The hoopla surrounding Keene Supervisor Bill Ferebee pumping gas from the town highway department facility into his personal vehicle still lingers throughout that community. It is an example of a bad move by a local politician, and therefore the incident should not simply go away. It should stick around as a lesson.
Mr. Ferebee should not have taken advantage of his supervisory power by pumping town gas in the first place. If Joe Citizen, or even Joe Town Employee, had run out of fuel in Keene, not only would he have paid the market price instead of a discounted $2.98 a gallon, but he would have had to walk to the closest gas station - Stewart's in Keene - go through the hassle of finding a container suitable for holding gas and then walk back to his vehicle. Of course, knowing the hospitality of area residents, an individual in need would have probably found a ride and assistance.
While Mr. Ferebee certainly overstepped his authority, he did not steal - he paid for the 14 or so gallons the following morning. He also was exonerated by the Keene town board - but not by the court of public opinion. And that court is still in session.
Bill Ferebee, town of Keene supervisor
(Enterprise file photo)
It is human nature to wonder if Ferebee had visited the highway department gas pump before, but in this land, a person is still innocent until proven guilty. There is no evidence to warrant a claim of previous visits, so people have to take Mr. Ferebee at his word that this was a one-time incident - regardless of all the scuttlebutt in Keene.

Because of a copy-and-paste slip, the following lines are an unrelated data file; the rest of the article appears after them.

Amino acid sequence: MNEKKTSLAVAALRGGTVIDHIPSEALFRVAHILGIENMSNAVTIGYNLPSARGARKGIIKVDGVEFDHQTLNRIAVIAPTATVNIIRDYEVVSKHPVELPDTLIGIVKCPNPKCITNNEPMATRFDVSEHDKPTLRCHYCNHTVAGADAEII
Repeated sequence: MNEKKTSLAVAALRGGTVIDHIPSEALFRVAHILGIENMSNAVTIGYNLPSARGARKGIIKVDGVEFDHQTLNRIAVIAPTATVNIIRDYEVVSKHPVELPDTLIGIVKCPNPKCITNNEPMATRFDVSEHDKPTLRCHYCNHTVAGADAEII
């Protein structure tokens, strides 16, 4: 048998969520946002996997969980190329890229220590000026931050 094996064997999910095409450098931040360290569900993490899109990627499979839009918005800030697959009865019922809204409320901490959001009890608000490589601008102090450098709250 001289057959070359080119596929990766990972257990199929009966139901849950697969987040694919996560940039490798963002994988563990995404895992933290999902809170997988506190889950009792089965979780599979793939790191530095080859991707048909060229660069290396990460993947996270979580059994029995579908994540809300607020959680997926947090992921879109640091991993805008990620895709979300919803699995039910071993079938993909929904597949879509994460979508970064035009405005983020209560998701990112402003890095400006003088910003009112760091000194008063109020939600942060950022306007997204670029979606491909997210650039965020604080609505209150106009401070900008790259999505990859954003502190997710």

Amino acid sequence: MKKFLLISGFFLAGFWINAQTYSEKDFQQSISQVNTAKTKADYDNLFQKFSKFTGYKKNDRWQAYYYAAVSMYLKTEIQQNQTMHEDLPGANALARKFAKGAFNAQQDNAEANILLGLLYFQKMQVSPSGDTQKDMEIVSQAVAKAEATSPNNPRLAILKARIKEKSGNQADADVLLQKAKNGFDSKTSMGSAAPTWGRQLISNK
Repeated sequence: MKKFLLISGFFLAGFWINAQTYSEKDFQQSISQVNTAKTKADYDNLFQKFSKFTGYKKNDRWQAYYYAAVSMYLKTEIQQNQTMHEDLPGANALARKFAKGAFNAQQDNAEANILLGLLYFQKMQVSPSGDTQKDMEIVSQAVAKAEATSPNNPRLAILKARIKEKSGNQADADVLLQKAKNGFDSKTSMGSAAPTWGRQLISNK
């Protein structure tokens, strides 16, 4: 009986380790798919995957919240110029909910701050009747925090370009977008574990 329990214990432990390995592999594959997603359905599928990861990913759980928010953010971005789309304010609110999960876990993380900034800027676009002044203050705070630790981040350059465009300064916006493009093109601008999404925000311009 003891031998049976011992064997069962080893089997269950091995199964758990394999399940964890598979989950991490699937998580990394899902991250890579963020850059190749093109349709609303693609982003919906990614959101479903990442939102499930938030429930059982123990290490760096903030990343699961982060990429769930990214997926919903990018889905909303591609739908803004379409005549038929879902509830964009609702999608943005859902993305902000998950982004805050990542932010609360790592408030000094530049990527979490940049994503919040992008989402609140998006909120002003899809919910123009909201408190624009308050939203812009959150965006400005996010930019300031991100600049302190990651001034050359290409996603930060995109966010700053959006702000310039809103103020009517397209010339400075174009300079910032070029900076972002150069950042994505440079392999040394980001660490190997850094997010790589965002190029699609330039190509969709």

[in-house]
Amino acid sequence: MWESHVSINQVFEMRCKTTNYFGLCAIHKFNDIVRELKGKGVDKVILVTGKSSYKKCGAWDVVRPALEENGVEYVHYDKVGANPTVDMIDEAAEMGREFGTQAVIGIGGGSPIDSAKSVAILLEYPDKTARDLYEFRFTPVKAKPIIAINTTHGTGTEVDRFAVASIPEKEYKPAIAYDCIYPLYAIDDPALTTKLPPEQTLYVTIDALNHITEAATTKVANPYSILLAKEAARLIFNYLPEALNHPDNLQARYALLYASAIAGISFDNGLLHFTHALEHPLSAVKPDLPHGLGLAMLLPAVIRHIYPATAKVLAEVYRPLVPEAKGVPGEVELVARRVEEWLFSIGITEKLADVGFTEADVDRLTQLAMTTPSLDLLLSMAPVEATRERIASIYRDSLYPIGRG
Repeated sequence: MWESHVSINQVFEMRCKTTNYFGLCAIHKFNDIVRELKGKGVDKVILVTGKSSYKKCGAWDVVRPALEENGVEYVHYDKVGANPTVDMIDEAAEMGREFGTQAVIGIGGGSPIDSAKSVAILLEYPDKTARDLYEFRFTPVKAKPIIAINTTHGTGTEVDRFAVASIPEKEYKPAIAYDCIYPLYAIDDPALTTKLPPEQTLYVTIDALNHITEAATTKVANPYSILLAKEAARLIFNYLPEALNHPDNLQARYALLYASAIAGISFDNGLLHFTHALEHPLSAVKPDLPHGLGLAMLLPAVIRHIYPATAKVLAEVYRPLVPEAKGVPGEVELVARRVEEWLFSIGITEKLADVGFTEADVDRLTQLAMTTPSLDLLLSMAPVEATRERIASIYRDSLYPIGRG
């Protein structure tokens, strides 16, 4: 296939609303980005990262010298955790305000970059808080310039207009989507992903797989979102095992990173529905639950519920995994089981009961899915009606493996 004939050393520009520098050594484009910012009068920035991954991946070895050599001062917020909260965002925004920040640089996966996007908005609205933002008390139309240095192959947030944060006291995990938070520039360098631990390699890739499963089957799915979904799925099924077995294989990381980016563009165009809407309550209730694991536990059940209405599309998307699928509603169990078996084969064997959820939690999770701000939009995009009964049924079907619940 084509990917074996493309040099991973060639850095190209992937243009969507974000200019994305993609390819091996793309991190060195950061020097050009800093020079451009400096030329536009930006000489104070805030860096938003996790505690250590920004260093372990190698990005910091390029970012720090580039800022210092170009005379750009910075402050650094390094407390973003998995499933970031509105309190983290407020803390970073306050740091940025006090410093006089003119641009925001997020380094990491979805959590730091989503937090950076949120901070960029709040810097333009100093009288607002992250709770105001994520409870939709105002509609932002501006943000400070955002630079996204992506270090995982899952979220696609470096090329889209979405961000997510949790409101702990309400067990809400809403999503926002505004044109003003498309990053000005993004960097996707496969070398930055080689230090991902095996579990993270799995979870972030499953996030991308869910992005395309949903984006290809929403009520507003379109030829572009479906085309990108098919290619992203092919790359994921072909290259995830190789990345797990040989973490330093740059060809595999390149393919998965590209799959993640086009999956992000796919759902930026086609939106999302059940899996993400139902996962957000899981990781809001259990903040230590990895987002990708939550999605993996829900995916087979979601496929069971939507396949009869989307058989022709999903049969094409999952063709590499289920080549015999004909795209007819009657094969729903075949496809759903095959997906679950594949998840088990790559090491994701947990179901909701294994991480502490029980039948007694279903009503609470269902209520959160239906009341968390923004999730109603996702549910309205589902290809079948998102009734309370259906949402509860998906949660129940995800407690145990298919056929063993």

As a public official, Mr. Ferebee still needs to address the court of public opinion. What he should do is make amends by publicly making a donation to a local charity - more than the amount he saved on gas - and make a public apology for his transgression. The next meeting of the Keene town board would be a perfect venue for such an action, and concerned residents should attend that meeting to push the issue.
No, it is not a huge deal, but it is one that warrants more action than letting it pass and having Keene residents upset by the thought that Mr. Ferebee might consider himself above the rules.
There is no discount gas in Keene; rather, a public official may have to pay a little extra to restore public trust that has been broken.